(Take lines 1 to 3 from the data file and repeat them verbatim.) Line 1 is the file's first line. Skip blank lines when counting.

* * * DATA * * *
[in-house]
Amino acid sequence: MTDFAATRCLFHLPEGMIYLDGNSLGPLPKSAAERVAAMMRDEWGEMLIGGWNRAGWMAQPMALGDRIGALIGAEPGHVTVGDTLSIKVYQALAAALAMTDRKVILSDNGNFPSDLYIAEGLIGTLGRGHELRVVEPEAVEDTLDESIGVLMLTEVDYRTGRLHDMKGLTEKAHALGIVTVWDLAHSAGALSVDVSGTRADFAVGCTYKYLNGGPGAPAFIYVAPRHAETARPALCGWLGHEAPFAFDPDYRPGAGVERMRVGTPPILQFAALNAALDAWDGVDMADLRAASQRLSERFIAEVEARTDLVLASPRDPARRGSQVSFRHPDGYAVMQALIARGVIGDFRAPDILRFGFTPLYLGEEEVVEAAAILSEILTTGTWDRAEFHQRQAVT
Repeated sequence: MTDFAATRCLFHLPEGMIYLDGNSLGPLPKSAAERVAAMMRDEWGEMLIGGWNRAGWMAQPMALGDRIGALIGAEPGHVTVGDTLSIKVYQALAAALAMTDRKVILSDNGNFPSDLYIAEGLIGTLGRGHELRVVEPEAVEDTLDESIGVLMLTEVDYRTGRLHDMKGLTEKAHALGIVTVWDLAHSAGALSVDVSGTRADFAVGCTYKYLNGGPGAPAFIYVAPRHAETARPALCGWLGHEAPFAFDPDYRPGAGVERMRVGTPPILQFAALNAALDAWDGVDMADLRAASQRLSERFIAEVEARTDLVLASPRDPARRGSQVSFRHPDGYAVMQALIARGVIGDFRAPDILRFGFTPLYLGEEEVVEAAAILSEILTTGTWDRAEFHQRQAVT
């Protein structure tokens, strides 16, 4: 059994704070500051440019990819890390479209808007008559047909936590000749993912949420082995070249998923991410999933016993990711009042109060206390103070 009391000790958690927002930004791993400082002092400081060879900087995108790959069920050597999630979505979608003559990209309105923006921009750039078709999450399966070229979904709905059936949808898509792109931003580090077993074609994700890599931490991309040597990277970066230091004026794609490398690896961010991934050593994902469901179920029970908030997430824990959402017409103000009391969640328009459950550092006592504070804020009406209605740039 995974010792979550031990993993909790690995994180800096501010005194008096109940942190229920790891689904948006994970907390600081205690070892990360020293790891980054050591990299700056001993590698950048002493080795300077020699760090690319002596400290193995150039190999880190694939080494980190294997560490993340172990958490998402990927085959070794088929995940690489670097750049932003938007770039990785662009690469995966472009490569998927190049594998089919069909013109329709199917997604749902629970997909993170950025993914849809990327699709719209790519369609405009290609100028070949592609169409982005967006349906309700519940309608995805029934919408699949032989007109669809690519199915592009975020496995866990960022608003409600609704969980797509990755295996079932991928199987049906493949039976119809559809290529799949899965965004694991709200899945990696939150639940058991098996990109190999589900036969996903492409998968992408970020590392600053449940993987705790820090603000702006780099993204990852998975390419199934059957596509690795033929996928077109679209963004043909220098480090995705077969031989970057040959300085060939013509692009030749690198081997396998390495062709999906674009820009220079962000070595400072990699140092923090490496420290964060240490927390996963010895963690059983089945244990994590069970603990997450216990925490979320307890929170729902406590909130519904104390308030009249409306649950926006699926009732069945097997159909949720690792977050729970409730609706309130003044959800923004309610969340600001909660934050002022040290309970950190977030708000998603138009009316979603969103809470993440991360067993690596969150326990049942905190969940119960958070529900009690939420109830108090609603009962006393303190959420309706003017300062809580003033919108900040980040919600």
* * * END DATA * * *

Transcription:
[in-house]
Amino acid sequence: MTDFAATRCLFHLPEGMIYLDGNSLGPLPKSAAERVAAMMRDEWGEMLIGGWNRAGWMAQPMALGDRIGALIGAEPGHVTVGDTLSIKVYQALAAALAMTDRKVILSDNGNFPSDLYIAEGLIGTLGRGHELRVVEPEAVEDTLDESIGVLMLTEVDYRTGRLHDMKGLTEKAHALGIVTVWDLAHSAGALSVDVSGTRADFAVGCTYKYLNGGPGAPAFIYVAPRHAETARPALCGWLGHEAPFAFDPDYRPGAGVERMRVGTPPILQFAALNAALDAWDGVDMADLRAASQRLSERFIAEVEARTDLVLASPRDPARRGSQVSFRHPDGYAVMQALIARGVIGDFRAPDILRFGFTPLYLGEEEVVEAAAILSEILTTGTWDRAEFHQRQAVT
Repeated sequence: MTDFAATRCLFHLPEGMIYLDGNSLGPLPKSAAERVAAMMRDEWGEMLIGGWNRAGWMAQPMALGDRIGALIGAEPGHVTVGDTLSIKVYQALAAALAMTDRKVILSDNGNFPSDLYIAEGLIGTLGRGHELRVVEPEAVEDTLDESIGVLMLTEVDYRTGRLHDMKGLTEKAHALGIVTVWDLAHSAGALSVDVSGTRADFAVGCTYKYLNGGPGAPAFIYVAPRHAETARPALCGWLGHEAPFAFDPDYRPGAGVERMRVGTPPILQFAALNAALDAWDGVDMADLRAASQRLSERFIAEVEARTDLVLASPRDPARRGSQVSFRHPDGYAVMQALIARGVIGDFRAPDILRFGFTPLYLGEEEVVEAAAILSEILTTGTWDRAEFHQRQAVT